Operating cost: has the oil industry really moved the needle?

The dramatic fall in oil prices – from over US$100 a barrel in mid-2014 to less than US$30 a barrel in early 2016 – has left the oil industry scrambling to contain the damage. Upstream operators are deferring investment decisions, cutting activity and headcount and putting pressure on suppliers.  Governments faced with falling oil revenues are reviewing fiscal terms. Service companies have responded to thin order books by reducing capacity. In the case of the Majors, cash for dividends now means increased borrowing.

So has the industry finally reversed the long trend of opex inflation? Well, yes and no. At an aggregate level, a 9% annual reduction in opex per barrel costs is admirable and in line with the trend we noted in our December 2015 Perspective. However, this is skewed by the roughly 30% reduction in Russia, which is largely due to the fall in the rouble, as well as a sizeable domestic supply chain. Stripping out Russia shows a global reduction of just 4% with large variations between regions and operators. Looking at the top 14 producing regions around the world reveals a significant disparity: from about 20% in the North Sea to a 7% increase in Europe (Figure 1). Most surprisingly, six regions, accounting for 41% of total global hydrocarbon production, saw cost inflation both in 2014 and 2015 (excluding the Middle East, the remaining five regions account for 14% of global production).

Chart1

Large variations are also present across operator groups (Figure 2). Between 2014 and 2015, NOCs only managed a 1% decrease in opex per unit costs, and this was after average costs increased in 2014. In comparison, the Majors reduced opex by over 5% in 2015 and the IOCs (excluding the Majors) managed even better, with a total reduction of 8.5%. This indicates that NOCs started their cost reduction drives later than most and perhaps did not push as hard.

Chart2

Given that the low price environment is likely to be here for some time yet, the question is whether the industry can use this moment as an opportunity to move to a truly sustainable cost structure. At Wood Mackenzie, we believe that since the oil price is unlikely to come to the rescue, the industry needs to do more to address the structural cost problems resulting from a decade of sustained  cost inflation.

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Andy has led over 55 performance improvements engagements in upstream, downstream, petrochemicals and retail. He was previously Regional VP of BP’s Commercial Performance Improvement (CPI) function and a former KPMG partner and graduate of Imperial College, London.

4 Comments
  1. Steve 8 months ago

    Can you kindly explain the methodology for calculating OPEX/BOE? I’m assuming this metric is showing OPEX versus New Production. How do you account for the production over the life cycle of the well? Ie we Spent 10,000,000 dollars drilling and completing a well that produces 3,000 BOE/day what would be the OPEX/BOE number for that well? What other inputs do you need to calculate that?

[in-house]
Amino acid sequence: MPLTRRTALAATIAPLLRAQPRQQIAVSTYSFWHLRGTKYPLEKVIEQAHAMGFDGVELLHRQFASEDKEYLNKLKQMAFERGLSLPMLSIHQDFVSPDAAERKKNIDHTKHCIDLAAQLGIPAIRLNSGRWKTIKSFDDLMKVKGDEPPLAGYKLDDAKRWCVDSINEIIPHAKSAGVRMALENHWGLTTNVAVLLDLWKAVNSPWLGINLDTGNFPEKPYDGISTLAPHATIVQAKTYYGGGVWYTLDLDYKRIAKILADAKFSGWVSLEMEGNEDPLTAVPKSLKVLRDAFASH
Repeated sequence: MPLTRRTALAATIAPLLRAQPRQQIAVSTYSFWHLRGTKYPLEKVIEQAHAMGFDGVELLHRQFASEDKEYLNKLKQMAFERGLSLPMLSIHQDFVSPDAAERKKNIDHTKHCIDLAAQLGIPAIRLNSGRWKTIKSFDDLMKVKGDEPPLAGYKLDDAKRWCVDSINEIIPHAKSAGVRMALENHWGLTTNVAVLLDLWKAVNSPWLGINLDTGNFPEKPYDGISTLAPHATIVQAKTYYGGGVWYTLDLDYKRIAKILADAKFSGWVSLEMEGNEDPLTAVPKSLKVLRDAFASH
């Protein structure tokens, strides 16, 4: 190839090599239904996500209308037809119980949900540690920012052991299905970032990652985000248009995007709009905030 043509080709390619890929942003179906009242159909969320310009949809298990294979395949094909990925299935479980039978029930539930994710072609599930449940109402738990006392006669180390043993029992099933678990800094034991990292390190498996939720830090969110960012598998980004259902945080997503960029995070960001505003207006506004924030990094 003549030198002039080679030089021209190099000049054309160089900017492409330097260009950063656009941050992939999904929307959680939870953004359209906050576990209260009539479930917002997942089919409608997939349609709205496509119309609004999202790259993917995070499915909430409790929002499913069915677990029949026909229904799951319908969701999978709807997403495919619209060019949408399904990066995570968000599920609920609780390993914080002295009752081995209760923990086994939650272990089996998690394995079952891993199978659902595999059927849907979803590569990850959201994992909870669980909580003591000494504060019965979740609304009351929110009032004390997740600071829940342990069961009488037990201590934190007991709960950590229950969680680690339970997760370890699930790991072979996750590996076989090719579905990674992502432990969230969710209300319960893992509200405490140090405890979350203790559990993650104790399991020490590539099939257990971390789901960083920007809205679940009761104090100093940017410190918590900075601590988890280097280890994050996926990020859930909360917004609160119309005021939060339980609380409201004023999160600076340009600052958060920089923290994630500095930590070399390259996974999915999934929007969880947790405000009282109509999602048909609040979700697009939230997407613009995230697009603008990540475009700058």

Thank you!

    • Andy Tidey 7 months ago

      Hi Steve. Thanks for your interest. Our opex per boe calculation takes our estimates of fixed and variable opex for the field for the year, over our production estimates for the field in the same period. Our aim is to show the amount of operating effort required for production of a barrel on an equivalent year-by-year basis.

      We are looking to create a view of developments in operating efficiency, therefore initial well development work is not taken into account as these are assumed to be sunk capex costs and not related to up-and-running operations. Similarly, corporate overheads are not included in our methodology. We only look at the costs associated with physical production.

  2. Yus 5 months ago

    Hi,
    I’m really interested in this subject and currently doing some analysis on reducing the operating cost for Malaysia. One of the thing that interest me is so called Unit Technical Coat (UTC) which consist of Finding, development and production cost which could be crucial for long term sustainability. Hope to learn from you more base on your performance improvement experience for upstream operation. tq

    • Andy Tidey 5 months ago

      UTC is indeed a very important factor especially when comparing potential projects and during the FID process as well as in the early phases of development. Also, as part of the overall economics of the asset and understanding long term commercial outcomes of the portfolio. However, in the day-to-day running of a producing asset – the key driver for management decisions will be the continued operating expenses of the assets (Opex) and therefore unit operating costs (also known as cost/barrel or short term marginal costs). This becomes imperative during price down cycles for it’s impact on company’s profitability and in some cases viability. We work with operators and governments around the world to help bring down unit operating costs by identifying opportunities with a clear and precise link to the commercial benefit to the asset or company. We combine our expertise of improving performance with Wood Mackenzie’s world class data and expertise in the industry to drive sustainable improvements in the business. If you would like to discuss how we do this and if this could be useful for your company, please get in touch.

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